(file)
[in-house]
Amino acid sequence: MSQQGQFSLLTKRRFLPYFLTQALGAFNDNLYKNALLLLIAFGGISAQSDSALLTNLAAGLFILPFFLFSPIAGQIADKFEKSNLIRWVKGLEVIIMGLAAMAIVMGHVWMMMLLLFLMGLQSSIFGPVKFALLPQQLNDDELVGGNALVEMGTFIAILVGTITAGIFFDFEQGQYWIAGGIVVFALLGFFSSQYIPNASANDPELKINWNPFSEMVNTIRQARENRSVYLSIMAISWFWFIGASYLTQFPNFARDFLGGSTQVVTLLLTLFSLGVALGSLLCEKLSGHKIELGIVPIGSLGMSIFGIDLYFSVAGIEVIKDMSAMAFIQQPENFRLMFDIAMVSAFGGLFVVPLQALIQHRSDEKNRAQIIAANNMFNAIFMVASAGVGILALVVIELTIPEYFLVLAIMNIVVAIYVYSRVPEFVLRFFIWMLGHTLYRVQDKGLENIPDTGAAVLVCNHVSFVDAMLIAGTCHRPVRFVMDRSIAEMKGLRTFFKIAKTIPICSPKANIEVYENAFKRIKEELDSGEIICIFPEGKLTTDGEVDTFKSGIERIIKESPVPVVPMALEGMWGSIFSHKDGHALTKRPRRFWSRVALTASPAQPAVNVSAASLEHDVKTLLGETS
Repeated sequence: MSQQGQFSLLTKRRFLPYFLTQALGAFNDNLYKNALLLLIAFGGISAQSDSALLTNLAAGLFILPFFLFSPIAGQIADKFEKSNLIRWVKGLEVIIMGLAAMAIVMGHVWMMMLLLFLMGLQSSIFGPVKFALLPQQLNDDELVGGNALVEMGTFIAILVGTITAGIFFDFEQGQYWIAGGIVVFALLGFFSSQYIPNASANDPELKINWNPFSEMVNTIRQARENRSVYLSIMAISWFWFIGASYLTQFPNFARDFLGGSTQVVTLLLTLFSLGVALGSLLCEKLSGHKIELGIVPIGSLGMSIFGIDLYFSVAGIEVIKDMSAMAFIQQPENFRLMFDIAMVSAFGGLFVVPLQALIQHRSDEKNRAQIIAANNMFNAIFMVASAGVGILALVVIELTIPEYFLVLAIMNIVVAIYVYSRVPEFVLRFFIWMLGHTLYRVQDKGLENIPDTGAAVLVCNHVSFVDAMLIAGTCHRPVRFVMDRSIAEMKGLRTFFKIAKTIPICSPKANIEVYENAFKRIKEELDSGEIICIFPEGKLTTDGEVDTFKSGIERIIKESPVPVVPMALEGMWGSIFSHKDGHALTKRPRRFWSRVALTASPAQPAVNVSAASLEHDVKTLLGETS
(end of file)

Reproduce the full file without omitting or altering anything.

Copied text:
[in-house]
Amino acid sequence: MSQQGQFSLLTKRRFLPYFLTQALGAFNDNLYKNALLLLIAFGGISAQSDSALLTNLAAGLFILPFFLFSPIAGQIADKFEKSNLIRWVKGLEVIIMGLAAMAIVMGHVWMMMLLLFLMGLQSSIFGPVKFALLPQQLNDDELVGGNALVEMGTFIAILVGTITAGIFFDFEQGQYWIAGGIVVFALLGFFSSQYIPNASANDPELKINWNPFSEMVNTIRQARENRSVYLSIMAISWFWFIGASYLTQFPNFARDFLGGSTQVVTLLLTLFSLGVALGSLLCEKLSGHKIELGIVPIGSLGMSIFGIDLYFSVAGIEVIKDMSAMAFIQQPENFRLMFDIAMVSAFGGLFVVPLQALIQHRSDEKNRAQIIAANNMFNAIFMVASAGVGILALVVIELTIPEYFLVLAIMNIVVAIYVYSRVPEFVLRFFIWMLGHTLYRVQDKGLENIPDTGAAVLVCNHVSFVDAMLIAGTCHRPVRFVMDRSIAEMKGLRTFFKIAKTIPICSPKANIEVYENAFKRIKEELDSGEIICIFPEGKLTTDGEVDTFKSGIERIIKESPVPVVPMALEGMWGSIFSHKDGHALTKRPRRFWSRVALTASPAQPAVNVSAASLEHDVKTLLGETS
Repeated sequence: MSQQGQFSLLTKRRFLPYFLTQALGAFNDNLYKNALLLLIAFGGISAQSDSALLTNLAAGLFILPFFLFSPIAGQIADKFEKSNLIRWVKGLEVIIMGLAAMAIVMGHVWMMMLLLFLMGLQSSIFGPVKFALLPQQLNDDELVGGNALVEMGTFIAILVGTITAGIFFDFEQGQYWIAGGIVVFALLGFFSSQYIPNASANDPELKINWNPFSEMVNTIRQARENRSVYLSIMAISWFWFIGASYLTQFPNFARDFLGGSTQVVTLLLTLFSLGVALGSLLCEKLSGHKIELGIVPIGSLGMSIFGIDLYFSVAGIEVIKDMSAMAFIQQPENFRLMFDIAMVSAFGGLFVVPLQALIQHRSDEKNRAQIIAANNMFNAIFMVASAGVGILALVVIELTIPEYFLVLAIMNIVVAIYVYSRVPEFVLRFFIWMLGHTLYRVQDKGLENIPDTGAAVLVCNHVSFVDAMLIAGTCHRPVRFVMDRSIAEMKGLRTFFKIAKTIPICSPKANIEVYENAFKRIKEELDSGEIICIFPEGKLTTDGEVDTFKSGIERIIKESPVPVVPMALEGMWGSIFSHKDGHALTKRPRRFWSRVALTASPAQPAVNVSAASLEHDVKTLLGETS